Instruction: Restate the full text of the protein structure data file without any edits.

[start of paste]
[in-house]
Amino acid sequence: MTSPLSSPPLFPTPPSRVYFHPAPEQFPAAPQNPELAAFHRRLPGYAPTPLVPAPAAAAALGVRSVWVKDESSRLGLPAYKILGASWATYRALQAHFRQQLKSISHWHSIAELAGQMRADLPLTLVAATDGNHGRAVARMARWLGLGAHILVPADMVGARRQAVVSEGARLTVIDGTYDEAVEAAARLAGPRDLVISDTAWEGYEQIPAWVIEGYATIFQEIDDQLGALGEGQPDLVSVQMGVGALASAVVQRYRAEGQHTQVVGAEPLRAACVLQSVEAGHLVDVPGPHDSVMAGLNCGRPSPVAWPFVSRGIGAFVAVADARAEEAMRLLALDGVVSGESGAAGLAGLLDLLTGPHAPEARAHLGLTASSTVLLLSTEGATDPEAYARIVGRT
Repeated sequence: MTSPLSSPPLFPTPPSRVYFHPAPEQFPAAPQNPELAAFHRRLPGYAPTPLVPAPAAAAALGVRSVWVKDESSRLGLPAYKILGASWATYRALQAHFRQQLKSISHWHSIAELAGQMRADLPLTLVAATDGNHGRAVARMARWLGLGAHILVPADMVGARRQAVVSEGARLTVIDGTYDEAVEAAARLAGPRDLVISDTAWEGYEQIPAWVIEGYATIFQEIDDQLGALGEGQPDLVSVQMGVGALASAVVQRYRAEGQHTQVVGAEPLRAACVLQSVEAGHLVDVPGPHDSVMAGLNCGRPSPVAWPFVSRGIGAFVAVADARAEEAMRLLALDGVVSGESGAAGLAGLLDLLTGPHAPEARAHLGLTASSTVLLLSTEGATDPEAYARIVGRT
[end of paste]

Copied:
[in-house]
Amino acid sequence: MTSPLSSPPLFPTPPSRVYFHPAPEQFPAAPQNPELAAFHRRLPGYAPTPLVPAPAAAAALGVRSVWVKDESSRLGLPAYKILGASWATYRALQAHFRQQLKSISHWHSIAELAGQMRADLPLTLVAATDGNHGRAVARMARWLGLGAHILVPADMVGARRQAVVSEGARLTVIDGTYDEAVEAAARLAGPRDLVISDTAWEGYEQIPAWVIEGYATIFQEIDDQLGALGEGQPDLVSVQMGVGALASAVVQRYRAEGQHTQVVGAEPLRAACVLQSVEAGHLVDVPGPHDSVMAGLNCGRPSPVAWPFVSRGIGAFVAVADARAEEAMRLLALDGVVSGESGAAGLAGLLDLLTGPHAPEARAHLGLTASSTVLLLSTEGATDPEAYARIVGRT
Repeated sequence: MTSPLSSPPLFPTPPSRVYFHPAPEQFPAAPQNPELAAFHRRLPGYAPTPLVPAPAAAAALGVRSVWVKDESSRLGLPAYKILGASWATYRALQAHFRQQLKSISHWHSIAELAGQMRADLPLTLVAATDGNHGRAVARMARWLGLGAHILVPADMVGARRQAVVSEGARLTVIDGTYDEAVEAAARLAGPRDLVISDTAWEGYEQIPAWVIEGYATIFQEIDDQLGALGEGQPDLVSVQMGVGALASAVVQRYRAEGQHTQVVGAEPLRAACVLQSVEAGHLVDVPGPHDSVMAGLNCGRPSPVAWPFVSRGIGAFVAVADARAEEAMRLLALDGVVSGESGAAGLAGLLDLLTGPHAPEARAHLGLTASSTVLLLSTEGATDPEAYARIVGRT